I am not interested in LEDs now Smile. Don't get me wrong, I know LEDs work too. I got very nice results with fluorescents and leds combined. Where there was more light from leds, leaves were smaller, thicker and internodes shorter. Solely with leds leaves did not look healthy and growth was not great. I had 440, 630 and 660 nm leds in several spot lights. But that light is truly awful to the eye. I can not put them in my bathroom! Closed cabinet or dedicated room, why not.

I believe there is more than one way to illuminate indoor bonsai.

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Re: HID spot lights

Post  coh on Mon Oct 20, 2014 7:33 pm

Thanks for posting this! I was just commenting on another thread about wanting to possibly try LED spot lights but I think I'm going to look at halogens first. I recently acquired a somewhat large ficus. It's not really all that big but it's too large for my current indoor light area, and we don't get enough sun during the winter to keep it happy by a window. I assume that since you're in Finland, you must provide pretty much all of the lighting during the winter because of the short days. Our days aren't all that short but it tends to be cloudy a very large percentage of the time from November to March.

Chris

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Re: HID spot lights

Post  JWT on Mon Oct 20, 2014 10:35 pm

Dreamcast wrote:Any chance for some photos?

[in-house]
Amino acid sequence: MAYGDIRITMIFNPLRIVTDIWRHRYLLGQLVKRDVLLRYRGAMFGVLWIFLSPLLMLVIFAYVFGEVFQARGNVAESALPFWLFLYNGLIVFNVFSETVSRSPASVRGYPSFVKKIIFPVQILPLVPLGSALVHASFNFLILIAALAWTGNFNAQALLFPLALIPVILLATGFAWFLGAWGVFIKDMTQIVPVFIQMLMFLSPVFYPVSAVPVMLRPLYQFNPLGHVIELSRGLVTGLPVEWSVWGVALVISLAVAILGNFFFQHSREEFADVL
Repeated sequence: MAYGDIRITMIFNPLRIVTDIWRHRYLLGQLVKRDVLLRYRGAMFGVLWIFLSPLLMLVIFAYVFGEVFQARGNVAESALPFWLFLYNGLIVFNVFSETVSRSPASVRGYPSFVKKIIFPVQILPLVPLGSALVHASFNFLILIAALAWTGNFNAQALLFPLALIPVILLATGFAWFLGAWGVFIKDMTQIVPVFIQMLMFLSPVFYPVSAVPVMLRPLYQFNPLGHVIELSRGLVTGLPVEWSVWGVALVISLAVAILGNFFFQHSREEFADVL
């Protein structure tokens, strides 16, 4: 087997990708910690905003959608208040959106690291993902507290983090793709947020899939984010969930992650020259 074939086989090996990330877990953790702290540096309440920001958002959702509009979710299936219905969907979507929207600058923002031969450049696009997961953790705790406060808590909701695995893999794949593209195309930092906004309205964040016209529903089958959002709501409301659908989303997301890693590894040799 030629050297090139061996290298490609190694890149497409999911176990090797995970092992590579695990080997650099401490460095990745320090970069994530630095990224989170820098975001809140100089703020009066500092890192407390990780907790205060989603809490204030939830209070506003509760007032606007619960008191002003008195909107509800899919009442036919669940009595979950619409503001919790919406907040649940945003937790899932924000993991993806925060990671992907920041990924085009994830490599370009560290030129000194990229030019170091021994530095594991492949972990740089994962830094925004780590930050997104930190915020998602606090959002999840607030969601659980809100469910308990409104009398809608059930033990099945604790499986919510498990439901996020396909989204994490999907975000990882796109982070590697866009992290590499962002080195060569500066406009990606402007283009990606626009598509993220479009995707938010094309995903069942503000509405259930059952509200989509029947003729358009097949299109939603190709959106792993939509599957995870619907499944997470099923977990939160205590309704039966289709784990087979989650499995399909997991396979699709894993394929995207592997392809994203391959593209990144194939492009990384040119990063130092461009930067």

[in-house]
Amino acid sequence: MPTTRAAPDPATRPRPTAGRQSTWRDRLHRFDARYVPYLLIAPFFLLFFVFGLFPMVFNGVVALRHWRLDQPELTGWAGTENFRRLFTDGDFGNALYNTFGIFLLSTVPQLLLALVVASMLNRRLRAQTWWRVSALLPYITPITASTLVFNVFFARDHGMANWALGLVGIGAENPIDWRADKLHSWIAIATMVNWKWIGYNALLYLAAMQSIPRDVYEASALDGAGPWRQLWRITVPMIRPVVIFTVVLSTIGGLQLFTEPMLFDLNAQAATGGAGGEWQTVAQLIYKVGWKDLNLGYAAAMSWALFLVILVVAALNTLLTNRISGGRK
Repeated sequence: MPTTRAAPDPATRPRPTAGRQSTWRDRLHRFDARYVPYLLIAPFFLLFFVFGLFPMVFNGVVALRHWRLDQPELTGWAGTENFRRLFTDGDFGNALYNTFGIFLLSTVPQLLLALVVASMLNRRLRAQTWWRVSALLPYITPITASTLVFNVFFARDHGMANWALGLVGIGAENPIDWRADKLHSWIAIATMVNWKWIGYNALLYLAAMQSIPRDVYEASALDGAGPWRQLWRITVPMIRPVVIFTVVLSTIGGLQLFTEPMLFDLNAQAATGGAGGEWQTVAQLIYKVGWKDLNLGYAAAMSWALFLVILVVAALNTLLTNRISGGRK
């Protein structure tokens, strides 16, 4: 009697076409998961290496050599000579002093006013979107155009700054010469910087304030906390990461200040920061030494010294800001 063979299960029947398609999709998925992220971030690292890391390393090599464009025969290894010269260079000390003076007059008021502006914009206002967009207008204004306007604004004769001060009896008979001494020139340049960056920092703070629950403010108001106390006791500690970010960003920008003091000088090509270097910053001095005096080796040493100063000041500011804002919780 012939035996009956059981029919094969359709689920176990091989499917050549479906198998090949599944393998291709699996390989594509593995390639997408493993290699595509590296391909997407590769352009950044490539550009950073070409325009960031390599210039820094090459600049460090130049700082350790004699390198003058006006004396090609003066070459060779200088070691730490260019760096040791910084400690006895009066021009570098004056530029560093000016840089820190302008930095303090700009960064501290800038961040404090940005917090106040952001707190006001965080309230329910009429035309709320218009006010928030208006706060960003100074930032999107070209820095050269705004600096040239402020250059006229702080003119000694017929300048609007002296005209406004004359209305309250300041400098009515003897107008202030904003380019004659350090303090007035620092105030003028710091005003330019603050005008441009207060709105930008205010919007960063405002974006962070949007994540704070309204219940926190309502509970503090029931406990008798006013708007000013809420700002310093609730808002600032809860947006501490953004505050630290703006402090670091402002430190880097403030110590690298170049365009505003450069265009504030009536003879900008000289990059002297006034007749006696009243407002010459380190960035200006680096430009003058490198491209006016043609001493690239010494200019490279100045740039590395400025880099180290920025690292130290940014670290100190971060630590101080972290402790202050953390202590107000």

Photos of my bathroom Rolling Eyes :





New guy on the left has one lamp, old gentleman on the front has two, and shy lady on the back has four. Even tho everything looks so perfect, I did not arrange anything!

I am letting things grow freely now, because I want to see how much trunk width trees can get with this setup. Under fluorescents it is 1-2 mm per year. Do I dare to tell, that the one on the right was a cutting about 20 years ago? You can not see it now, but it is growing on the rock. That skirt, or is it kilt, is to get ramification on the exposed roots. Works, by the way. It is shohin sized usually (without the rock).

Under fluorescents one must cut top parts all the time. Otherwise apical dominance will make low branches weak. Low branches grow like 20 times slower than top. That is why trunks develop so slowly.

Chris, don't try halogens, they will produce too much heat. They are not much better than incandescent. These are metal halides, or HID (high intensity discharge).

coh wrote:I recently acquired a somewhat large ficus. It's not really all that big but it's too large for my current indoor light area, and we don't get enough sun during the winter to keep it happy by a window. I assume that since you're in Finland, you must provide pretty much all of the lighting during the winter because of the short days. Our days aren't all that short but it tends to be cloudy a very large percentage of the time from November to March.

This is exactly the situation here. Short days is one thing, and sun hanging so low, but it is really the cloudiness that makes things tough for plants. There is perhaps hours of sunshine in month during autumn and winter.